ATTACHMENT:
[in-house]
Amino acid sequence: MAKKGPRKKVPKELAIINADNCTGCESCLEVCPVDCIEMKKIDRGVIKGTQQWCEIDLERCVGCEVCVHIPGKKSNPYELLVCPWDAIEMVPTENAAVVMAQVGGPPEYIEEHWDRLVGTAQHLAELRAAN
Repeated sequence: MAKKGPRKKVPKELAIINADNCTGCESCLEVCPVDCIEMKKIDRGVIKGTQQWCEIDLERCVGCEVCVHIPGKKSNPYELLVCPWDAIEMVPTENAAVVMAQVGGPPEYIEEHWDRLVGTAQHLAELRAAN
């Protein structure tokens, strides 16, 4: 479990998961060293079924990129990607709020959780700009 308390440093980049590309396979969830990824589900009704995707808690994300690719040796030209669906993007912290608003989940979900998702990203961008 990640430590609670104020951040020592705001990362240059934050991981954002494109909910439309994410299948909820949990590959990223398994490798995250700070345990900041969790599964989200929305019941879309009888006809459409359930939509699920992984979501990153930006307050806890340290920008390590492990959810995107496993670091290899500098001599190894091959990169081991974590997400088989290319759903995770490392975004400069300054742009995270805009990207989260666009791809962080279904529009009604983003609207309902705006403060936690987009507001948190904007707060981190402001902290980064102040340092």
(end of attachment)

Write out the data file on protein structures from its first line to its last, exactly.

[in-house]
Amino acid sequence: MAKKGPRKKVPKELAIINADNCTGCESCLEVCPVDCIEMKKIDRGVIKGTQQWCEIDLERCVGCEVCVHIPGKKSNPYELLVCPWDAIEMVPTENAAVVMAQVGGPPEYIEEHWDRLVGTAQHLAELRAAN
Repeated sequence: MAKKGPRKKVPKELAIINADNCTGCESCLEVCPVDCIEMKKIDRGVIKGTQQWCEIDLERCVGCEVCVHIPGKKSNPYELLVCPWDAIEMVPTENAAVVMAQVGGPPEYIEEHWDRLVGTAQHLAELRAAN
């Protein structure tokens, strides 16, 4: 479990998961060293079924990129990607709020959780700009 308390440093980049590309396979969830990824589900009704995707808690994300690719040796030209669906993007912290608003989940979900998702990203961008 990640430590609670104020951040020592705001990362240059934050991981954002494109909910439309994410299948909820949990590959990223398994490798995250700070345990900041969790599964989200929305019941879309009888006809459409359930939509699920992984979501990153930006307050806890340290920008390590492990959810995107496993670091290899500098001599190894091959990169081991974590997400088989290319759903995770490392975004400069300054742009995270805009990207989260666009791809962080279904529009009604983003609207309902705006403060936690987009507001948190904007707060981190402001902290980064102040340092």